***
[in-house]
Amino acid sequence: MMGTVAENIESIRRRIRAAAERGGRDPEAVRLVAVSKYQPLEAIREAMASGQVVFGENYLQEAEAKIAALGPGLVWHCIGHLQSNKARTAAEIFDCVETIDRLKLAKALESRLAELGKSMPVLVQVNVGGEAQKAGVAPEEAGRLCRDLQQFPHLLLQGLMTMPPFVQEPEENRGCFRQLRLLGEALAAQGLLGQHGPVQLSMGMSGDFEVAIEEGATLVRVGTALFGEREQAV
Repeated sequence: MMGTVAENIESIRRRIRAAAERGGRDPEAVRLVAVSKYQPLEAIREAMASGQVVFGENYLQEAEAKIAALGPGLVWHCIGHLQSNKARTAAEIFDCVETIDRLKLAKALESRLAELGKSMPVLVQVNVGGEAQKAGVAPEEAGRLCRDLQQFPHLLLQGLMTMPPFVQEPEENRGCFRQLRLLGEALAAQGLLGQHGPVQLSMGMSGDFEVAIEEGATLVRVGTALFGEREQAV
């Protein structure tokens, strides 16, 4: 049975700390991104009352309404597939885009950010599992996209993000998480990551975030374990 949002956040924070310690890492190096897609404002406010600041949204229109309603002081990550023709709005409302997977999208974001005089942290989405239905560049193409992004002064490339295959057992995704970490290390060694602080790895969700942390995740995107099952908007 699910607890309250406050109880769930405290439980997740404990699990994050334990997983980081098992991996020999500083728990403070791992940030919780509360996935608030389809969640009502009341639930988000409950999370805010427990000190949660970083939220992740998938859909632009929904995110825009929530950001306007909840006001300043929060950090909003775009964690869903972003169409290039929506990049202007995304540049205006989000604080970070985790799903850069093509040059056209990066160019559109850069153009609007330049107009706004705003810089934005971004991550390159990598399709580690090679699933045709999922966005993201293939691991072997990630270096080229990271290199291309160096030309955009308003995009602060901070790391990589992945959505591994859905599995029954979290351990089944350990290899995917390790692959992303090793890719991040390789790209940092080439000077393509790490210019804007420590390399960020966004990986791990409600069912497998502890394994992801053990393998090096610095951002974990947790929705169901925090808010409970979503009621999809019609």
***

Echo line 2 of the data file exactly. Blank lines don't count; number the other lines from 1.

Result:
Amino acid sequence: MMGTVAENIESIRRRIRAAAERGGRDPEAVRLVAVSKYQPLEAIREAMASGQVVFGENYLQEAEAKIAALGPGLVWHCIGHLQSNKARTAAEIFDCVETIDRLKLAKALESRLAELGKSMPVLVQVNVGGEAQKAGVAPEEAGRLCRDLQQFPHLLLQGLMTMPPFVQEPEENRGCFRQLRLLGEALAAQGLLGQHGPVQLSMGMSGDFEVAIEEGATLVRVGTALFGEREQAV